SALEM — Under a proposed resolution in the Oregon House, the state may soon get its own official tartan — the multicolored stuff of which kilts are made.
A resolution in 2003 recognized the tartan’s distinct pattern, the many colors of which are intended to symbolize the state’s abundant natural resources.
The tartan has already been recognized by the Scottish Register of Tartans, and State Rep. Margaret Doherty, D-Tigard, who is behind this year’s resolution, says she has a state tartan pillow in her office.
But this year’s resolution would designate the tartan as an official state symbol — in the class of the state bird, state nut, and state microbe.
House Concurrent Resolution 13 is also a symbolic acknowledgment of the contributions of people of Scottish descent to the state of Oregon.
Scots had a role in the European settlement of the American Northwest, first hopping the pond in the late 18th century to participate in the fur trade.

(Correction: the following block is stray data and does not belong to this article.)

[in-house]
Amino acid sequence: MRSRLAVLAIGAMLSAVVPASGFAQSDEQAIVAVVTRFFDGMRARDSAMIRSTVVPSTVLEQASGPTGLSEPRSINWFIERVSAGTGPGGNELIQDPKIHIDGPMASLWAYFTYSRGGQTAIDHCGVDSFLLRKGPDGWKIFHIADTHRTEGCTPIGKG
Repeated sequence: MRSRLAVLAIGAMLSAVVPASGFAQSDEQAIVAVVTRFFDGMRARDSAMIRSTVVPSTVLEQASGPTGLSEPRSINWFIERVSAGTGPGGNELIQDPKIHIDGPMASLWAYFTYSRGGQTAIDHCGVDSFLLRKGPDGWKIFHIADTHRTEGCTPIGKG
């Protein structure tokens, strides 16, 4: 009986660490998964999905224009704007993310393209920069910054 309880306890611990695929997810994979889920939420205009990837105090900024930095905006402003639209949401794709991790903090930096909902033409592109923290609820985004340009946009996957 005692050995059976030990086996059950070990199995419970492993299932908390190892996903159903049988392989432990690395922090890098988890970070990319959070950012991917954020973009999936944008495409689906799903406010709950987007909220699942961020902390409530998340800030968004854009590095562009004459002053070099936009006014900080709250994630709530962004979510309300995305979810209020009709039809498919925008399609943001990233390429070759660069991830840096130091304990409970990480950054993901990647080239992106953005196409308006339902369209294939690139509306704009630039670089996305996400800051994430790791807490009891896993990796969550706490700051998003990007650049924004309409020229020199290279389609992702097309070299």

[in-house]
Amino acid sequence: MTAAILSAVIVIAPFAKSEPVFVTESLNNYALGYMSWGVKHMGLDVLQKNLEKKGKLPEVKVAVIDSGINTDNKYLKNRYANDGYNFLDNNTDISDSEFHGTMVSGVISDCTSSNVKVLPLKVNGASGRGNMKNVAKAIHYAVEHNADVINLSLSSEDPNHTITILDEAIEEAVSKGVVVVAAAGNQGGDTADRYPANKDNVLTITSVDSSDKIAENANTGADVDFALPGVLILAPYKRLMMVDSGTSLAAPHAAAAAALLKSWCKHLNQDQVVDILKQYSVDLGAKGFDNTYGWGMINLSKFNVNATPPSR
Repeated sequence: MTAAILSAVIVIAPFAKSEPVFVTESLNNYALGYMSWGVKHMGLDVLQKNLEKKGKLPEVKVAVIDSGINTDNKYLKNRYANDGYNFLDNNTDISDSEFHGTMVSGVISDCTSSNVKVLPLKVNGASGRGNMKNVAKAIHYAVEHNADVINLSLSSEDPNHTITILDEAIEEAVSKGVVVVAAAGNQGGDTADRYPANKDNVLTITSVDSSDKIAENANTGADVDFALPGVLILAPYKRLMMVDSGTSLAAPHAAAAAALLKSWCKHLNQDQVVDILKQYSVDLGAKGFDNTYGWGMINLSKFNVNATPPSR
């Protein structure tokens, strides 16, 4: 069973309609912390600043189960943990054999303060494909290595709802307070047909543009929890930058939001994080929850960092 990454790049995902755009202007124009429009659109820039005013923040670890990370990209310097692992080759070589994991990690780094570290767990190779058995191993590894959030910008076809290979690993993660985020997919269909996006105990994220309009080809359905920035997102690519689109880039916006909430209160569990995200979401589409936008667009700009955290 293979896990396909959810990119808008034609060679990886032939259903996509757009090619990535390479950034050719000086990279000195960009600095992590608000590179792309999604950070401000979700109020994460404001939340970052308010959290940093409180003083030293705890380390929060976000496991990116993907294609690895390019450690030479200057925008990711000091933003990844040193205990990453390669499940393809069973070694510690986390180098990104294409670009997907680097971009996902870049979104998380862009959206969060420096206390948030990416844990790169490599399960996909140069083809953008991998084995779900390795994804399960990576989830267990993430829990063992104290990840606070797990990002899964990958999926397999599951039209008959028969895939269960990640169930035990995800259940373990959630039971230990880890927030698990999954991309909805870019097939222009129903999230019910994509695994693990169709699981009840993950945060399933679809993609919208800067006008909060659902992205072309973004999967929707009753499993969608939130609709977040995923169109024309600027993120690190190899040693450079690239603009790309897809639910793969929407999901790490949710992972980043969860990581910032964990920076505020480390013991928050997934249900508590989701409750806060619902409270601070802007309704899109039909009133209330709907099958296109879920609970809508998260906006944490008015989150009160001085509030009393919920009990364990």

Reminders of this history remain: David Douglas (1799-1834), a Scottish botanist who christened the Douglas Fir tree (coincidentally, the state tree), is also the namesake of a school district in Portland.
A fellow from Central Oregon — Robbie Harding, of the MacGregor Clan, of the High Desert Celtic Society and the New Caledonian Society of Bend — chose the following colors for the tartan, according to the resolution:
• “Blue representing the blue of the flag of Oregon, the deep blue waters of the ocean, the fishing industry, the deep blue lakes and the major inland rivers;
• Gold representing the center color of the flag of Oregon and the many and varied agricultural regions of the state;
• Green representing the many and varied forests;
• White representing the beautiful snowcapped mountains;
• Taupe representing the high desert and grasslands;
• Crimson representing the fiery volcanic past and the cinder buttes;
• Azure representing the streams and creeks, the wetland marshes, the shallow lakes and the wide sweep of the Oregon skies; and
• Black representing the obsidian buttes.”